Tennis had many advantages as a sport. Land was then cheap, and courts were easy to construct. Tennis was a game that could be played by most ages. Importantly, it was one way in which boys and girls could meet and interact in a socially acceptable and relaxed fashion.

The next photo shows my grandparents and some of their daughters with friends.

This is actually a fairly typical shot from the 1930s. It’s a bush scene, with furniture dragged out from the house - two boxes, a formal chair, a wickerwork chair, one of those fabric sun chairs that you still see in England. They are all eating watermelon.Importance of tennis

Nearly everybody played tennis. Down at the local tennis club, players and those learning to play thronged the courts. The photo shows the Armidale club in the 1950s.Armidale tennis club 1950s

I learned to play tennis on the court at my grandparents’ house in Mann Street. There my grandfather and our aunts taught brother David and I to play from an early ageKathleen tennis champion.

I was just an okay player. Others in my family were better.

The final photo is of Aunt Kay (Kathleen Vickers nee Drummond) as champion at the Armidale tennis club. Later she became club patron along with Paul Johnstone. 

Today, the tennis courts across New England have largely gone.

The small settlements with their tennis courts are now just locality names on maps. The home courts have been turned into building blocks.

With their end has gone the dominance that Australia once enjoyed in the sport. More importantly, the social cement that tennis once provided has gone as well.

In writing this column, I tried to think of a modern equivalent to tennis, one that allowed young and old to mix, one that allowed the young to meet and match, one that crossed the divides created by class and status.

I can’t. Can you?

Note to readers: This post appeared as a column in the Armidale Express on 4 January 2012. I am repeating the columns here with a lag because the Express columns are not on line. You can see all the columns by clicking here for 2009, here for 2010, here for 2011, here for 2012.

Thursday, January 05, 2012

De La Salle College, Armidale - 2012 Reunion

Founded in 1906, De La Salle College Armidale was the first Australian De La Salle school. In 1974, the combination of demography with social trends led to De La Salle being merged with sister school St Ursula's to create O'Connor  Catholic High School.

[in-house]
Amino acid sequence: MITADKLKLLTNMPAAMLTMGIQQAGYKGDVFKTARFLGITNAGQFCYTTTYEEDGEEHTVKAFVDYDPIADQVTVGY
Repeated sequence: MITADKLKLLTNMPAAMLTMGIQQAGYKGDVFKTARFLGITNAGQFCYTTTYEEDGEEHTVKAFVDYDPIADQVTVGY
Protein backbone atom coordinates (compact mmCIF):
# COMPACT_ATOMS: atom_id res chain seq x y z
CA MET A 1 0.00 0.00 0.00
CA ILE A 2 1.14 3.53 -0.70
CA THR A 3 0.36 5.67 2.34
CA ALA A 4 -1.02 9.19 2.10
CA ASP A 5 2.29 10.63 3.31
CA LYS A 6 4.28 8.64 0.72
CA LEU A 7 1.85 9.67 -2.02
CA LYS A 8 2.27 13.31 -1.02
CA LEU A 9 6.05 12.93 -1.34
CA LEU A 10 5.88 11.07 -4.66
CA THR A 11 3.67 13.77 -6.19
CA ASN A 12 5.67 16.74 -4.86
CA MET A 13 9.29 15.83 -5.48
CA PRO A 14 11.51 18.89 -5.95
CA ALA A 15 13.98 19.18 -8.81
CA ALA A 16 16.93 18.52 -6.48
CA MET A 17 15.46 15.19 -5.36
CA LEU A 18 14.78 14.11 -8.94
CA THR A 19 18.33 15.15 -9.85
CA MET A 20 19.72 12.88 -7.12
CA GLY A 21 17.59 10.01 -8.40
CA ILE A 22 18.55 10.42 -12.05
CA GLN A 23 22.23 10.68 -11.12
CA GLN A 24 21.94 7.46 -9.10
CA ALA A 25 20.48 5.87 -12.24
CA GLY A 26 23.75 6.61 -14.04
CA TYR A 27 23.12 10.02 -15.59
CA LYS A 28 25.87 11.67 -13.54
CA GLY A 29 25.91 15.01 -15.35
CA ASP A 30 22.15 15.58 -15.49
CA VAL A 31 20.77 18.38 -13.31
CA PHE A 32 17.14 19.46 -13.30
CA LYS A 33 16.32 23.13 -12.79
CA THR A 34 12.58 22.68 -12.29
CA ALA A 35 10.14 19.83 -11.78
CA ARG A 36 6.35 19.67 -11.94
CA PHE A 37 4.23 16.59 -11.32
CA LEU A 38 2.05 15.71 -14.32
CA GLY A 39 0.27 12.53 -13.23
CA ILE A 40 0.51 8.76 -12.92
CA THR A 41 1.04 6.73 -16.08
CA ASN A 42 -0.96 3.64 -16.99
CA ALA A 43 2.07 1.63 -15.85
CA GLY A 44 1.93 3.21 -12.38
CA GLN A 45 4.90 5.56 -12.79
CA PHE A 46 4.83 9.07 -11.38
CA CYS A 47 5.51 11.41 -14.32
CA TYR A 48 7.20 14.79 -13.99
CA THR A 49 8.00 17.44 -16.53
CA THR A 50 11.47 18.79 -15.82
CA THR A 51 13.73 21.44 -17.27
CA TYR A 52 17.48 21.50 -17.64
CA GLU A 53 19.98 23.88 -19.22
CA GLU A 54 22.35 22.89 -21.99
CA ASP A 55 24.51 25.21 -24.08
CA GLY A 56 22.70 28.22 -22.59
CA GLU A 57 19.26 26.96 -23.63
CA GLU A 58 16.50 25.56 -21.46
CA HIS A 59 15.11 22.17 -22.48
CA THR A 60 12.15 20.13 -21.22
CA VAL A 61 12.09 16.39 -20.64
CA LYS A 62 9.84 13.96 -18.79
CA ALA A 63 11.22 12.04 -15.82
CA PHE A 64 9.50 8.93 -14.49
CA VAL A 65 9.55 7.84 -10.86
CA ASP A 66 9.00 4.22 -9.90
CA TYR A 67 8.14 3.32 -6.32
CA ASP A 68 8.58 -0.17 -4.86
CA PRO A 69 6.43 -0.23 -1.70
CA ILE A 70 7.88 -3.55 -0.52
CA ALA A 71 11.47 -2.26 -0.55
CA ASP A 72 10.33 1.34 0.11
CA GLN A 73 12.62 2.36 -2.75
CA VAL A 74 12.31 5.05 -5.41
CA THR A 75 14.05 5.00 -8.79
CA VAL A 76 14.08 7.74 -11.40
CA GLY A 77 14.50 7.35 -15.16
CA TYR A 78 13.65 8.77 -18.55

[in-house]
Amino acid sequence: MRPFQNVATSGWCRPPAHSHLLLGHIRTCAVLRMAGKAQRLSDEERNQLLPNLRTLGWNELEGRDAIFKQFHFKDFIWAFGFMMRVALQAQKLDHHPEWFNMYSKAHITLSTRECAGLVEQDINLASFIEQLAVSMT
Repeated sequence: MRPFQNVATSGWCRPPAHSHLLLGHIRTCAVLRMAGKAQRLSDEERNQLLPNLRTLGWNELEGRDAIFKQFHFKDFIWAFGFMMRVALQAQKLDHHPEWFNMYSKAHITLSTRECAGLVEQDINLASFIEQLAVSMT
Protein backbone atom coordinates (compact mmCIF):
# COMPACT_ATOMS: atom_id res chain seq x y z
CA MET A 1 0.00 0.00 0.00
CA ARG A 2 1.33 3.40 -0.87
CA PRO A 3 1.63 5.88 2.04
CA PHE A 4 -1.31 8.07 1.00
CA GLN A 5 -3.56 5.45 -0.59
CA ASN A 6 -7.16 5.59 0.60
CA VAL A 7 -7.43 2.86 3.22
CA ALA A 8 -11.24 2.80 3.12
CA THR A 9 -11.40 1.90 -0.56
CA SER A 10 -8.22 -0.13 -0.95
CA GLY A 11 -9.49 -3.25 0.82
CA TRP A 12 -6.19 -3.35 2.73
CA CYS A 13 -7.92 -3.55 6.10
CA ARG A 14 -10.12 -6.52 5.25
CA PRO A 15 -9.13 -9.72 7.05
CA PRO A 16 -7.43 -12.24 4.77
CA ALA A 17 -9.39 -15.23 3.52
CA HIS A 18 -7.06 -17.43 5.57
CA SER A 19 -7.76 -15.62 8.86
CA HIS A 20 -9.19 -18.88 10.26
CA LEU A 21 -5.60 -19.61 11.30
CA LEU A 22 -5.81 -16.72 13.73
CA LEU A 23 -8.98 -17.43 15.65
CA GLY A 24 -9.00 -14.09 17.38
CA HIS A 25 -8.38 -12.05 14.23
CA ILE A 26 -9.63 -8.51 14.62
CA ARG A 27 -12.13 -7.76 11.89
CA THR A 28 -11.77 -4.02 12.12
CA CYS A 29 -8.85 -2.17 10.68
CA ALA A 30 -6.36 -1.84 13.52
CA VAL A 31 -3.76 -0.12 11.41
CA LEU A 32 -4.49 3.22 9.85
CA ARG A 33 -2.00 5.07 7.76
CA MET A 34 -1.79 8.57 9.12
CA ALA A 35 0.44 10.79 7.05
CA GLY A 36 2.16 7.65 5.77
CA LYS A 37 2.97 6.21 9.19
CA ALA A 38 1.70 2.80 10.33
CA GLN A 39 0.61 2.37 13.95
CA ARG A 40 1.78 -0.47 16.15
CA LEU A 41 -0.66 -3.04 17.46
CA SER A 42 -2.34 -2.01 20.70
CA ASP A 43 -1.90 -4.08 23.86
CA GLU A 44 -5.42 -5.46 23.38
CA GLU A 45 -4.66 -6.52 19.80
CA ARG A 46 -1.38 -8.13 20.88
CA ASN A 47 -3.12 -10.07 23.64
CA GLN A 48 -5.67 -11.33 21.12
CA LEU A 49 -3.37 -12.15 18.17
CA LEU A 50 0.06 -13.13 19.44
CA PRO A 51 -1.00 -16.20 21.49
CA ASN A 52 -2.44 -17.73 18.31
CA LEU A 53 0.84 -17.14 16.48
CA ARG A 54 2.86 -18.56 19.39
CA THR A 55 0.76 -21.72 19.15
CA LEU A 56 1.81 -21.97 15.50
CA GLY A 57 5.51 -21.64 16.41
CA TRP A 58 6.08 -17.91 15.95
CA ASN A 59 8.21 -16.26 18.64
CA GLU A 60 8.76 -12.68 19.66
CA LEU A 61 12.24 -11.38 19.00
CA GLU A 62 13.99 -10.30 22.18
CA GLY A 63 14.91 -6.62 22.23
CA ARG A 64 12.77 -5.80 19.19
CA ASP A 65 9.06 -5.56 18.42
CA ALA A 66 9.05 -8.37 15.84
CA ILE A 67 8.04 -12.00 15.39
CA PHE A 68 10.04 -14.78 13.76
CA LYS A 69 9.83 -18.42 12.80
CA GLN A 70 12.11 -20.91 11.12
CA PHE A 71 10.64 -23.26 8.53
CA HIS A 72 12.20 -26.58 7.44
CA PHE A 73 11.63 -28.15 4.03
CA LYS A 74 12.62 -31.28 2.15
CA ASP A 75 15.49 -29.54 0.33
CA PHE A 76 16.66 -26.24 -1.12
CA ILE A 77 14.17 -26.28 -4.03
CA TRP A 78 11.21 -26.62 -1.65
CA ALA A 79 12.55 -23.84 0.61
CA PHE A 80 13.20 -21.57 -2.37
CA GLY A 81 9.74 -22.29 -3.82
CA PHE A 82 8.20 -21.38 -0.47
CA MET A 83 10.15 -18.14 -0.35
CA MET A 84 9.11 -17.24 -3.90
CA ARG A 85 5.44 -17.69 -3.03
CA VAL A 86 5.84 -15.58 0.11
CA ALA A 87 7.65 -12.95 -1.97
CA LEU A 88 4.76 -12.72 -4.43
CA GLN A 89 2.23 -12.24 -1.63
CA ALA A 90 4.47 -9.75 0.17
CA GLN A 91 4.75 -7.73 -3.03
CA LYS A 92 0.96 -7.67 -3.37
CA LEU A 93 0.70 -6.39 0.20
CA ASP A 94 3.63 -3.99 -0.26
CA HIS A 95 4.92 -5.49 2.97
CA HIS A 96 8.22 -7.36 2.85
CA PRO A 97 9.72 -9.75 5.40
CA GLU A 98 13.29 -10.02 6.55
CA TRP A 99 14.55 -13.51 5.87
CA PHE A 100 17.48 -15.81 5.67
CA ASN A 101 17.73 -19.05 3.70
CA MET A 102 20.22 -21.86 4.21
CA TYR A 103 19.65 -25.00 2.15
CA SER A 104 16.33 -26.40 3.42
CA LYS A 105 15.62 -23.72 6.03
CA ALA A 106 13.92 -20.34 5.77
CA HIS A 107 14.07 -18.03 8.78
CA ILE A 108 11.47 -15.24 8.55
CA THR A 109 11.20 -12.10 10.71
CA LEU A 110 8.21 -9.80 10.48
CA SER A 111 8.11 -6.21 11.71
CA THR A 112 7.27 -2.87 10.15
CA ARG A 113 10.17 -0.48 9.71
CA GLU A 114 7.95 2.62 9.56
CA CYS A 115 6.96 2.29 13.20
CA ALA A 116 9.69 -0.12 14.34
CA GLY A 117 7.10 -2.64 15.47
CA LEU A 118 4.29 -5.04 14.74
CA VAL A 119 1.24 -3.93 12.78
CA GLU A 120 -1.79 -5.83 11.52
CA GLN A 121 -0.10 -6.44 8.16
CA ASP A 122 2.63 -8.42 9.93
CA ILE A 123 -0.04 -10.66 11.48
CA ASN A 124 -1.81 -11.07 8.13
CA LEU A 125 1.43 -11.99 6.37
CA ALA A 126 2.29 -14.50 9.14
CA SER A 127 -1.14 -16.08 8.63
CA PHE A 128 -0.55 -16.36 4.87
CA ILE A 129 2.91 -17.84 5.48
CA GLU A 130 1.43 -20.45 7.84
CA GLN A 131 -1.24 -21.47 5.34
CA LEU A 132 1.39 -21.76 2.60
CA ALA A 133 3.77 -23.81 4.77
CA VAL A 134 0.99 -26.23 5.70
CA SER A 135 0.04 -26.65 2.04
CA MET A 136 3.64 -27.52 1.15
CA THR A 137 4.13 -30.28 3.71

I did not go to De Lah as everybody called it, but they were our traditional rivals in rugby. 

Now a De Lah reunion is being held at the Armidale Services Club on Saturday 3 March 2012: - dinner at 7:30 pm. In attendance will be several Old Boy Brothers of the De La Salle order; the current Provincial (Australian head of the Order), Brother Ambrose Payne;  and the principal of O'Connor High, Charles (Charlie) Allen.

By happy coincidence (or not), the following day the Armidale Race Club is holding a race meeting. And before that, on the Sunday, those who wish can attend Mass celebrated by an Old Boy priest.

The diaspora who have not visited Armidale recently will discover that the O'Connor/ex-De La Salle Chapel has been returned to its original condition following damage by fire. And the grounds and buildings have been extensively refurnished, including the Grotto, which Michael O'Rourke (De La Salle 1964-1969) tells me used to be - we hope no longer! -  a favoured haunt of schoolboy smokers. 

Thanks to Carl Graham and others, most of the college's original archives stored at Oakhill College in Sydney have brought back to Armidale and can be inspected. In this connection, Old Boys able to attend the reunion should please bring any documents, photos, college magazines etc (or copies) that they can donate.

It is strongly suggested that accommodation bookings be made early because of the various functions held in Armidale, including the races.

Old Boys should contact the following: paint01 (at) bigpond (dot) com (CARL GRAHAM) or holloway (at) northnet (dot) com (dot) au (GARRY HOLLOWAY). For the reunion drinks and dinner, prepayment ($45) by cheque is requested, payable to "De La Salle Old Boys Union" - Carl or Garry will advise their mailing address in reply to your email. RSVP by 31 January 2012. Wives, partners, family members, friends welcome, but please advise names.

Old Boys not able to attend should nevertheless contact Carl or Garry and supply them with a current telephone number, email address and your years at College. This will allow the Old Boys mailing list (currently 800 names) to be updated for the purpose of other reunions that are to be held in Tamworth and Sydney.


Those interested in the history of Catholic education in what might be called the "mild west" of New England, the diocese of Armidale as it is officially called, can check here: http://www.arm.catholic.edu.au/about/history/armidale/religious_orders.htm